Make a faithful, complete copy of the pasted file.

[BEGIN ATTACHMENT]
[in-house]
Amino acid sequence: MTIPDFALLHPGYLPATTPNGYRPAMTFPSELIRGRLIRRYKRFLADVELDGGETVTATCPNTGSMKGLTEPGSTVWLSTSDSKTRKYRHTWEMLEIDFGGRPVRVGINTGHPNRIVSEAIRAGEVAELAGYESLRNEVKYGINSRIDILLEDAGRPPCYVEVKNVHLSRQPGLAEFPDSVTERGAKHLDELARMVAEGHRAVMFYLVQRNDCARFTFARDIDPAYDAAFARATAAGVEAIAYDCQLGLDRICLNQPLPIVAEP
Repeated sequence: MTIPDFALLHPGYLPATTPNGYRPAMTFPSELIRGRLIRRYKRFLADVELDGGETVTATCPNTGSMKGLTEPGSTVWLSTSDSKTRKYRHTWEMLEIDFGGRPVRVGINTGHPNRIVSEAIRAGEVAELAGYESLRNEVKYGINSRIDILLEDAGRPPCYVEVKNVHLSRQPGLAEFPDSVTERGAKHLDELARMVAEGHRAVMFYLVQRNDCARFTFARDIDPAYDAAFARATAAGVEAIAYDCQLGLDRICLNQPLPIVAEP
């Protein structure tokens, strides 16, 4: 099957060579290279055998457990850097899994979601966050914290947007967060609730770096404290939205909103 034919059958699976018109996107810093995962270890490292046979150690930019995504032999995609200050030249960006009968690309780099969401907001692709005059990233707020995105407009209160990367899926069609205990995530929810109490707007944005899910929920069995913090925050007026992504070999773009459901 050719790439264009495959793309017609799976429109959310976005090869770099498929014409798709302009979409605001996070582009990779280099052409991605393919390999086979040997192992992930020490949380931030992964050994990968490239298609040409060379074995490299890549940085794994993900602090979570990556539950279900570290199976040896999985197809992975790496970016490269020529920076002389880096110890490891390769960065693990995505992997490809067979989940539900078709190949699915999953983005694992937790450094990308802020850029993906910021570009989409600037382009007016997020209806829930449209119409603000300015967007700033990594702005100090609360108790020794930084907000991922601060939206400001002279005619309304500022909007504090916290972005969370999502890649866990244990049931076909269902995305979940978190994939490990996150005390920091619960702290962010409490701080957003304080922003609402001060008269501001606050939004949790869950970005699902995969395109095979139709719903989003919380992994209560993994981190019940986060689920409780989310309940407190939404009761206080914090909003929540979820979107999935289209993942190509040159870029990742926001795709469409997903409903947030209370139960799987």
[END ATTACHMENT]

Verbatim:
[in-house]
Amino acid sequence: MTIPDFALLHPGYLPATTPNGYRPAMTFPSELIRGRLIRRYKRFLADVELDGGETVTATCPNTGSMKGLTEPGSTVWLSTSDSKTRKYRHTWEMLEIDFGGRPVRVGINTGHPNRIVSEAIRAGEVAELAGYESLRNEVKYGINSRIDILLEDAGRPPCYVEVKNVHLSRQPGLAEFPDSVTERGAKHLDELARMVAEGHRAVMFYLVQRNDCARFTFARDIDPAYDAAFARATAAGVEAIAYDCQLGLDRICLNQPLPIVAEP
Repeated sequence: MTIPDFALLHPGYLPATTPNGYRPAMTFPSELIRGRLIRRYKRFLADVELDGGETVTATCPNTGSMKGLTEPGSTVWLSTSDSKTRKYRHTWEMLEIDFGGRPVRVGINTGHPNRIVSEAIRAGEVAELAGYESLRNEVKYGINSRIDILLEDAGRPPCYVEVKNVHLSRQPGLAEFPDSVTERGAKHLDELARMVAEGHRAVMFYLVQRNDCARFTFARDIDPAYDAAFARATAAGVEAIAYDCQLGLDRICLNQPLPIVAEP
């Protein structure tokens, strides 16, 4: 099957060579290279055998457990850097899994979601966050914290947007967060609730770096404290939205909103 034919059958699976018109996107810093995962270890490292046979150690930019995504032999995609200050030249960006009968690309780099969401907001692709005059990233707020995105407009209160990367899926069609205990995530929810109490707007944005899910929920069995913090925050007026992504070999773009459901 050719790439264009495959793309017609799976429109959310976005090869770099498929014409798709302009979409605001996070582009990779280099052409991605393919390999086979040997192992992930020490949380931030992964050994990968490239298609040409060379074995490299890549940085794994993900602090979570990556539950279900570290199976040896999985197809992975790496970016490269020529920076002389880096110890490891390769960065693990995505992997490809067979989940539900078709190949699915999953983005694992937790450094990308802020850029993906910021570009989409600037382009007016997020209806829930449209119409603000300015967007700033990594702005100090609360108790020794930084907000991922601060939206400001002279005619309304500022909007504090916290972005969370999502890649866990244990049931076909269902995305979940978190994939490990996150005390920091619960702290962010409490701080957003304080922003609402001060008269501001606050939004949790869950970005699902995969395109095979139709719903989003919380992994209560993994981190019940986060689920409780989310309940407190939404009761206080914090909003929540979820979107999935289209993942190509040159870029990742926001795709469409997903409903947030209370139960799987």